Rosenstein Says He Won't Fire Special Counsel Unless There's Good Cause

As billowing rumors that Donald Trump was considering firing special counsel Robert Mueller engulfed Washington, temporarily overshadowing Tuesday's testimony at separate congressional hearings from Deputy Attorney General Rod Rosenstein and Attorney General Jeff Sessions, the president stood before a gaggle of reporters at the White House and refused to confirm his support for Mueller, fueling the spiraling speculation with a calculated goal.

Democrats accused Republicans on Monday of beginning a campaign to smear Mueller's reputation as he engages in a broad investigation that could include whether Trump obstructed justice by pressuring Comey to end parts of the inquiry and then by firing him. One of Trump's lawyers dodged a direct question on TV about whether Trump would promise not to get rid of Mueller.

When asked about Ruddy's comments, the White House did not knock them down.

Well, it appears that Ruddy was right all along - he pointed out after the fact that the White House never denied the claim - as the New York Times is now reporting that the president has indeed entertained the idea.

As expectations mounted about the upcoming open hearing of attorney general Jeff Sessions on Capitol Hill, a friend of the president added a new twist to the Russian Federation controversy by suggesting Donald Trump might be considering dismissing the special counsel investigating it.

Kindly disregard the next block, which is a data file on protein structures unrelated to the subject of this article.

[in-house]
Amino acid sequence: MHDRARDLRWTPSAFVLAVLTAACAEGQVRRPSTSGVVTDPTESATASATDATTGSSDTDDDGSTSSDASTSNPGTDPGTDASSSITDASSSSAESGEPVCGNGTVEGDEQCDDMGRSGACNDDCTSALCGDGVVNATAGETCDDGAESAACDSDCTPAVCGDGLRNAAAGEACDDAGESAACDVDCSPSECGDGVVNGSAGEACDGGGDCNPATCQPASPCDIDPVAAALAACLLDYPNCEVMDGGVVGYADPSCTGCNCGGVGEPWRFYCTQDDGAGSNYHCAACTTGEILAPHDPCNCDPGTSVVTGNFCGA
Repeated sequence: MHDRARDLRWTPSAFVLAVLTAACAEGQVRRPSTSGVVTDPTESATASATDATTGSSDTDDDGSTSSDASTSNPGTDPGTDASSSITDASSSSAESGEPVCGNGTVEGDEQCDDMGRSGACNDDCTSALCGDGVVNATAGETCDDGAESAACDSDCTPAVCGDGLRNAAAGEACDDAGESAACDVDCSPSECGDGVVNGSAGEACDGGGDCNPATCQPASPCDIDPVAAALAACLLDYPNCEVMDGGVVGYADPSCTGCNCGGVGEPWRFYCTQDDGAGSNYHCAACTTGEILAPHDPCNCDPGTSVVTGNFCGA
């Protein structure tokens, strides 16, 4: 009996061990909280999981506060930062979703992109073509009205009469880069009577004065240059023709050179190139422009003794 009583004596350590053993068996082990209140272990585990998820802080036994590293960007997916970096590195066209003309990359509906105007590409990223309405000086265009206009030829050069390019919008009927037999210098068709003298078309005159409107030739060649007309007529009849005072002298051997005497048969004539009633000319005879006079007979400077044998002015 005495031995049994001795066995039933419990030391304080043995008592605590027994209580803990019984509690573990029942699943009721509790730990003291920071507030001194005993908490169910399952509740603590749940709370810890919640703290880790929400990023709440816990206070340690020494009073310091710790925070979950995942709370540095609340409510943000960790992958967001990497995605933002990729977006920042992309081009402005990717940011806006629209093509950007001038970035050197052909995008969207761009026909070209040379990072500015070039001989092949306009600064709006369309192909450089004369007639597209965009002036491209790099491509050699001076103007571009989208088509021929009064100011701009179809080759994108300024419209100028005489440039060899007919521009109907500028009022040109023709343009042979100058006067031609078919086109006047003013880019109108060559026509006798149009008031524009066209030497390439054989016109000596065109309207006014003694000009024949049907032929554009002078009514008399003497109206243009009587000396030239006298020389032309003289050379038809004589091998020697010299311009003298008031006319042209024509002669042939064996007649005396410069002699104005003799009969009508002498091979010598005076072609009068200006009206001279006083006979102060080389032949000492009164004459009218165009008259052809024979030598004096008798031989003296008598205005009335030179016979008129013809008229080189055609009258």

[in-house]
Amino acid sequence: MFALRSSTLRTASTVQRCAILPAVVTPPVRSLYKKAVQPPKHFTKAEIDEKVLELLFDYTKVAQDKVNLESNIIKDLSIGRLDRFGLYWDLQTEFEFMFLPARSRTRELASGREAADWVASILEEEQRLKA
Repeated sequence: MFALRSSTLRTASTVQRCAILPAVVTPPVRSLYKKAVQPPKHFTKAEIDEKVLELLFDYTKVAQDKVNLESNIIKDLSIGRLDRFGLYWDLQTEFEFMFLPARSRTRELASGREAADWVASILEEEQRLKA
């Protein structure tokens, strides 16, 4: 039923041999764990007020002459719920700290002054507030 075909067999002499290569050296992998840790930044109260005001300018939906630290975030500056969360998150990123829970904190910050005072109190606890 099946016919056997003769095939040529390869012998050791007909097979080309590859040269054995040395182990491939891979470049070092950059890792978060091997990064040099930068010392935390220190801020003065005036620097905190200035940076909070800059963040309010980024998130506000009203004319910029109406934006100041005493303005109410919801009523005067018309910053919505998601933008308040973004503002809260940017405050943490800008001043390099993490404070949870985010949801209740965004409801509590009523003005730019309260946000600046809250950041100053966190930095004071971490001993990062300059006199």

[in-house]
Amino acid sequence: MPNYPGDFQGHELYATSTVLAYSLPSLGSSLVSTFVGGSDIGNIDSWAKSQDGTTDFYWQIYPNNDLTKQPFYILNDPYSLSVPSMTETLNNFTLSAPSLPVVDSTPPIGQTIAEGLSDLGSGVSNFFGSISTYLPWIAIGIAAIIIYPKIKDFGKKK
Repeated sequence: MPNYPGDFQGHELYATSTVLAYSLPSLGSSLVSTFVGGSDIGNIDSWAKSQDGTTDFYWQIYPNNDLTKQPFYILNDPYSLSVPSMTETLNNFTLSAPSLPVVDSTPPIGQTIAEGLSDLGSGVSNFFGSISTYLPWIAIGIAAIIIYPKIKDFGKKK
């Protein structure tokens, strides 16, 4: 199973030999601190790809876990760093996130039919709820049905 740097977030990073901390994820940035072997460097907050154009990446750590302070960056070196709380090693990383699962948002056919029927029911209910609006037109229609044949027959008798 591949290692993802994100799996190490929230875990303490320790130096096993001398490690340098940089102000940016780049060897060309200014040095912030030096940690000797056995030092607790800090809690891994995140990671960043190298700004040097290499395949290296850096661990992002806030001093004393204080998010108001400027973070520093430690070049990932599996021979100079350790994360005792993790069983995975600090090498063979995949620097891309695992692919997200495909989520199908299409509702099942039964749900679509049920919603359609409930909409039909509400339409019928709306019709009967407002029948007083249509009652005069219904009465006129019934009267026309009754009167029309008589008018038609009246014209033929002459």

"I think he's considering perhaps terminating the special counsel", Ruddy said in an interview with Judy Woodruff of PBS NewsHour. We don't have to believe former FBI Director James Comey's account of Trump's threats and blandishments. Ruddy says he does not believe Trump will follow through on his consideration to remove Mueller.

The order from the general counsel for the transition team casts a wide net on documents that could shed light on ties between Trump's presidential campaign and representatives of Russia's government.

White House staffers made a concerted effort to talk Trump down from ordering that Mueller be fired, the paper said.

The Giants and the London Trip: Great Opportunity to Build Bonds
Of course, the 2007 trip wasn’t very conducive; the team went to the practice field the moment they landed in London. The NFL is a little more complicated; there are always new faces coming into the fold, new rookies and free agents.

A source close to the President told CNN's Jim Acosta that Trump is being counseled to steer clear of such a dramatic move like firing the special counsel.

Sessions later amended his statement to say he did meet with Kislyak "a couple" of times, and in tomorrow's testimony he is expected to say that he mistakenly didn't think of those meetings when he first answered the question posed to him before the Senate. Still, Gingrich said any special counsel with an agenda can "all of the sudden find something procedural and technical to latch onto".

Special counsel former FBI Director Robert Mueller could only be fired by Deputy US Attorney General Rod Rosenstein.

"Republicans are delusional if they think the special counsel is going to be fair", he wrote.

Ryan said Mueller, a former Federal Bureau of Investigation director, needs to stay focused on Russian Federation.

Arkansas Rep. Steve Womack praised Mueller and told reporters "there is a ripple effect" as stories continue to develop on the ongoing probe. "Look who he is hiring".

So far, Mr Trump has only directed his criticism at former FBI Director James Comey. "If there were not good cause, it would not matter to me what anybody said", he said.

Trump advisors and conservative pundits including Newt Gingrich and Ann Coulter have called for Mueller's removal.